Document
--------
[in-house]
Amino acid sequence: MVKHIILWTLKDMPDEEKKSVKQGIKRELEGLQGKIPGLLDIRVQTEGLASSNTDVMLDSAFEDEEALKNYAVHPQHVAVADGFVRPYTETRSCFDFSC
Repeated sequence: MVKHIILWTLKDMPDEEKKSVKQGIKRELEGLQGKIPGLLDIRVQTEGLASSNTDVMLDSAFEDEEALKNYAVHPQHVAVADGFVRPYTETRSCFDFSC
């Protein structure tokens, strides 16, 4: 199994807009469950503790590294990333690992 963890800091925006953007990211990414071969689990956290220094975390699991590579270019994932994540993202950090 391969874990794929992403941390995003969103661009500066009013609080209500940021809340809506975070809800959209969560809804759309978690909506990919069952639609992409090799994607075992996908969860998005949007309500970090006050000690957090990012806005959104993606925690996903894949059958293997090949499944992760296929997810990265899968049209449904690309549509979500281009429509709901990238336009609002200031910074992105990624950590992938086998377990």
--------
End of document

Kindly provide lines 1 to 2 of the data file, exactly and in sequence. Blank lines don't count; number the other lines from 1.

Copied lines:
[in-house]
Amino acid sequence: MVKHIILWTLKDMPDEEKKSVKQGIKRELEGLQGKIPGLLDIRVQTEGLASSNTDVMLDSAFEDEEALKNYAVHPQHVAVADGFVRPYTETRSCFDFSC